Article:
You periodically hear that someone is “good TV.”
Bill Hader is good TV (looking forward to binging “Barry” on my next overseas flight).
Tina Fey is good TV.
Sometimes an event or a product like an Apple iPhone launch is mentioned as good TV.
Semiconductors are NOT good TV.
The technical nature of a semiconductor — a solid substance that has a conductivity between that of an insulator and that of most metals, either due to the addition of an impurity or because of temperature effects — presents a challenge in explaining such a product, much less conjuring up a story with a touch of drama. Steven Spielberg is not pressing Intel for rights to its story.
Furthermore, the semiconductor is an “ingredient” in a product, not the main show. You don’t hear a famous chef who just created the perfect pancake on the Food Channel touting the virtues of butter.
All of which brings me to one of my favorite “The story is always there” examples.
Some time ago when we supported National Semiconductor, they asked us to develop a campaign for a new version of semiconductor called an EEPROM (electrically erasable programmable read-only memory). Right, this is an extremely technical product and not a natural for the mainstream media.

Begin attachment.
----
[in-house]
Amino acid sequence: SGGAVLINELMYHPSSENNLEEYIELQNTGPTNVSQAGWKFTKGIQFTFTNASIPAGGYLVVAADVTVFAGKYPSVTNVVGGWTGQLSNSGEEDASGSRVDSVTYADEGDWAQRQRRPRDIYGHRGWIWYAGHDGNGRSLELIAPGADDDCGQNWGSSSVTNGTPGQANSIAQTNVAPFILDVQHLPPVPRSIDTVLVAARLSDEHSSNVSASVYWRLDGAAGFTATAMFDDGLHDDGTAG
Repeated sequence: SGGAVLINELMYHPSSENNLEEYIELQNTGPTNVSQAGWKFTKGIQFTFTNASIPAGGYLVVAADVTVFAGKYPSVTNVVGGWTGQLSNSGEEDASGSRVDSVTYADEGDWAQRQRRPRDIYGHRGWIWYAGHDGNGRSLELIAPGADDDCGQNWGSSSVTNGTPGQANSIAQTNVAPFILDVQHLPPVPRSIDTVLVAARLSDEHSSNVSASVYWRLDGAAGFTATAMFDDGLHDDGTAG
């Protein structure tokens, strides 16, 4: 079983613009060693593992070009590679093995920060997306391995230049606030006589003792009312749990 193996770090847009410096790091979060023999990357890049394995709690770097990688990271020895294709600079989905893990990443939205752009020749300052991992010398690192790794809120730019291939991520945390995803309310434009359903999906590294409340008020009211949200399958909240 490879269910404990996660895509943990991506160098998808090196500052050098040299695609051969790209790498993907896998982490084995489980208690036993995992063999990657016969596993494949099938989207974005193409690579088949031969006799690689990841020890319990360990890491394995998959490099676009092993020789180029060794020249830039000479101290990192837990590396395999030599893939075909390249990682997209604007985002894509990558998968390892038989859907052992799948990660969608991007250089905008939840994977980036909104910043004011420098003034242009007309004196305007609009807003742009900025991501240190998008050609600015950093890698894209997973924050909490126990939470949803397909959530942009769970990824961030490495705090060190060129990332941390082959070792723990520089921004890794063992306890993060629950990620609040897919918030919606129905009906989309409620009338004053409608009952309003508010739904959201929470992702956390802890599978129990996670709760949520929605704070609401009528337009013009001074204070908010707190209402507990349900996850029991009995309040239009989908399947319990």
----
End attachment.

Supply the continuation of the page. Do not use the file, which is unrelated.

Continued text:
As part of our discovery process, we asked the product manager about potential uses for the new chip. It turns out that one of the target applications was keyless locks for cars.
Apparently, criminals were intercepting the signal from keyless locks. When the car owner left, the criminal would replay the recorded signal to break into the car. This EEPROM had what was called a rolling code generator, preventing the bad guys from intercepting the signal and opening the car.
We zeroed in on the auto application, brainstorming ways that we could construct a story that would play in the mainstream media. The beauty of the discovery process is you might start on point A which takes you to point B and lands on you unexpectedly on point C where the gold is buried. That’s exactly what happened with the brainstorm pointing us to the insurance industry, sending us on a drill down into auto theft.
From this outreach, an insurance company handed us surveillance video of an auto theft. You can see the opening frame of this video below.
A second insurance company mentioned an auto museum that included a history of auto security devices. During this investigation, we discovered that one of the earliest theft-prevention devices for cars was a blow-up man that one would place in the driver’s seat so potential thieves perceived that the car was occupied. Talk about a killer anecdote.
Building out this “color,” we were able to package a story for the humble EEPROM that played on local newscasts across the country.
The key was offering a hook that mass consumers could relate to, car break-ins and how they impact the cost of car insurance. As you’ll see in the cross section of local news reporting below, the EEPROM is explained as a solution to stop car thefts, no technical explanation required.
Not a bad proof point that the story is always there.